Larbert District Childminders are a group of childcare professionals based around the Larbert area in Falkirk, who took it upon themselves to set up a brand-new community growing space to benefit their charges.
In early 2022, this group of go-getting childminders was delighted to be able to meet in person and organise activities together again, having missed out on these social outings due to Covid. After a brief discussion, they hit on the idea of a shared allotment as a way to benefit the children, themselves, and the local community.
“There has been a lot of hard work involved from the early days of filling in the very detailed grant application to planting out the allotment but it is great to see the reaction of the children when they visit. They love getting involved and we’re looking forward to lots of happy times spent here.” – member May Rookes
At the end of January, they applied for a grant from Falkirk Food Futures, as managed by Forth Environment Link. The application was successful, and in early March they were awarded funding of £5,688. This money, alongside the gift of a small plot in the grounds of Larbert Old Church on Denny Road, meant they were ready to get growing.
The grant went towards equipment to ensure every child was able to take part; raised beds; an accessible polytunnel; and seeds to start their garden.
The Larbert District Childminders group and children worked very hard, manually digging out the space and building everything themselves as much as possible. They were assisted by the wider community.
One fantastic bonus is that the children, in their early years, have built relationships with other users of the allotments. There are proven benefits to both age groups when children and the elderly interact.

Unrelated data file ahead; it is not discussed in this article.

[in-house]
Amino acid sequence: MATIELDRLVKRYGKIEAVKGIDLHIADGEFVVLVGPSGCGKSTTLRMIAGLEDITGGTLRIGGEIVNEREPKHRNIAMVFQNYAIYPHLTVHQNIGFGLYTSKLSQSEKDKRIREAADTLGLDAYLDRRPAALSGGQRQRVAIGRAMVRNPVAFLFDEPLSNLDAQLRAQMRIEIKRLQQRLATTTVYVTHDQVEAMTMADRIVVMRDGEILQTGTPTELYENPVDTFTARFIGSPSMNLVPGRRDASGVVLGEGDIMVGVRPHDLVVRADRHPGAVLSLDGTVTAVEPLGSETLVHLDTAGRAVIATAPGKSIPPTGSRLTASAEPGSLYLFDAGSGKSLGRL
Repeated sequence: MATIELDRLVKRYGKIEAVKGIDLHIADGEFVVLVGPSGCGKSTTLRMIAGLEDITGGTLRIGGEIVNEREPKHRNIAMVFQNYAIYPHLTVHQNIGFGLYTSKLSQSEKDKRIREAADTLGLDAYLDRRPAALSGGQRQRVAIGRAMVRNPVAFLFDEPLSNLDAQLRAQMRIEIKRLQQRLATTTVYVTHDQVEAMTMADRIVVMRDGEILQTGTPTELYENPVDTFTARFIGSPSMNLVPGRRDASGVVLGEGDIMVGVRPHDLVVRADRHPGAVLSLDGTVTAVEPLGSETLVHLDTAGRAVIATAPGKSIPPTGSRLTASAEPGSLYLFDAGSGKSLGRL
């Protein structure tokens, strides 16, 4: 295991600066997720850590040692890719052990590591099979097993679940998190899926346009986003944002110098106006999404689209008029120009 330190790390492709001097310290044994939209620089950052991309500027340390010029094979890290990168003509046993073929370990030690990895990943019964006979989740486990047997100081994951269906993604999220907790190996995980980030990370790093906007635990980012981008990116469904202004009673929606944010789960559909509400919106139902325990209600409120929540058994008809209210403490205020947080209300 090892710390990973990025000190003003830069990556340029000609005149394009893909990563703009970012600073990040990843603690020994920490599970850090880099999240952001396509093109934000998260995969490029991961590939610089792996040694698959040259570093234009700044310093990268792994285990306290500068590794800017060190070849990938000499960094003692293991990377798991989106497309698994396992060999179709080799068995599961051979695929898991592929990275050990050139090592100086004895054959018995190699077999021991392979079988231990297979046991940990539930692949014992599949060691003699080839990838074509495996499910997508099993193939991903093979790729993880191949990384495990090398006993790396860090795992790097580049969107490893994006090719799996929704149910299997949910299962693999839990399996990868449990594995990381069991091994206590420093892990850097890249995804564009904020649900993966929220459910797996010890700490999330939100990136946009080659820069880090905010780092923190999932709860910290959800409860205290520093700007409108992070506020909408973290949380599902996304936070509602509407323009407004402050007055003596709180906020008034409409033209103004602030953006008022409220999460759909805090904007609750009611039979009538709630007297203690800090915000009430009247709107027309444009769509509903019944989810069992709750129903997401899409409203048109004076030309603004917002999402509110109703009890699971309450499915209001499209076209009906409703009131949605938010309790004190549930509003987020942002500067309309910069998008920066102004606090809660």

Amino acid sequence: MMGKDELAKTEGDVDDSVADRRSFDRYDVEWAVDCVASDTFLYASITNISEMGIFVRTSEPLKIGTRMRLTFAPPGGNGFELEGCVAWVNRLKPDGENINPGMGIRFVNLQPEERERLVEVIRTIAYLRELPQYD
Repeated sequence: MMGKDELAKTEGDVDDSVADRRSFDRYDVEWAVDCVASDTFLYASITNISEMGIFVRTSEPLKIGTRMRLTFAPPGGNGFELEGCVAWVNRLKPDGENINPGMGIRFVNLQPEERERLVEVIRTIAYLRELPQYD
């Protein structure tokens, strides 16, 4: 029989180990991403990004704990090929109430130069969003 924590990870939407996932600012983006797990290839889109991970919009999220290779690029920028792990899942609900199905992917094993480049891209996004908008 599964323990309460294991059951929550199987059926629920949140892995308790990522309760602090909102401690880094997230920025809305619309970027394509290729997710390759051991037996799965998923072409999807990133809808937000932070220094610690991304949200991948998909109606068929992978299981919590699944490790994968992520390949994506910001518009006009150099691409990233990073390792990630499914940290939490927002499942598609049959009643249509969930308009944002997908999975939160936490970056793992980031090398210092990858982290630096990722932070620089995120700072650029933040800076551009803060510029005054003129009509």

“’It’s such a great feeling of accomplishment to see the look of enjoyment and excitement on the children’s faces when they visit the allotment. They have been learning how to care for the plants and harvest the fruit and vegetables.” “The children have seen the whole life cycle of what they have grown, from plot to plate.” – Hazel Donaldson, Larbert Childminders Association
The first season’s crops were very successful, with the children and childminders all learning about the different needs of each of the vegetables they planted and cultivated. So far they have enjoyed peas, corn on the cob, pumpkins, cucumber, lettuce, potatoes, tomatoes, aubergines, leeks, carrots, strawberries and rhubarb, and as of October 2022, they are planting for winter: more leeks and potatoes, but also onions, turnips and brussels sprouts.
An apple tree and blueberry bush have been planted with eyes to the future, teaching the children about having patience and planning for the time ahead, rather than focusing only on quick-growing fruit and herbs.
This activity gives children a first-hand introduction to how vegetables are grown, and makes the process exciting. Because they are investing their own time, energy and excitement into the allotment, they are enthusiastic about eating the vegetables – even the unfamiliar ones!
Another aspect of the project that has been well received is the on-site kitchen in the garden shed. Rather than keep the shed for storage, the Childminders invested in enough equipment to prepare and cook simple dishes from their own produce, such as seasonal soups.
The Larbert and District Childminders have demonstrated what a relatively small pot of money can achieve when coupled with creativity, foresight, and a community coming together. The grant from the UK Community Renewal Fund has given the Larbert Allotment Association a breath of new life, introducing a new generation to the joy of growing food. This project is an excellent example of the type of grassroots movement that will benefit the area for many years to come, and of what can be achieved when a community is given space to grow, and the funding to seed their dreams.